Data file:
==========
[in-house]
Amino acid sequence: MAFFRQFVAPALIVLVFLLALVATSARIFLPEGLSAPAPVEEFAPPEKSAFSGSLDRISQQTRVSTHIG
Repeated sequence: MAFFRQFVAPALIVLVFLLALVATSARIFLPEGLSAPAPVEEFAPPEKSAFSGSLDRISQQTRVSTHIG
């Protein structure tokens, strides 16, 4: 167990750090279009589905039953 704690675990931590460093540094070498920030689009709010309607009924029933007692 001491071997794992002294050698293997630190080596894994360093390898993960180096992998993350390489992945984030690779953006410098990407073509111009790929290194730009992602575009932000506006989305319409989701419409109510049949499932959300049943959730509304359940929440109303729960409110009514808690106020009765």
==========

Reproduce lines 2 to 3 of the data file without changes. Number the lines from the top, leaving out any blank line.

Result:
Amino acid sequence: MAFFRQFVAPALIVLVFLLALVATSARIFLPEGLSAPAPVEEFAPPEKSAFSGSLDRISQQTRVSTHIG
Repeated sequence: MAFFRQFVAPALIVLVFLLALVATSARIFLPEGLSAPAPVEEFAPPEKSAFSGSLDRISQQTRVSTHIG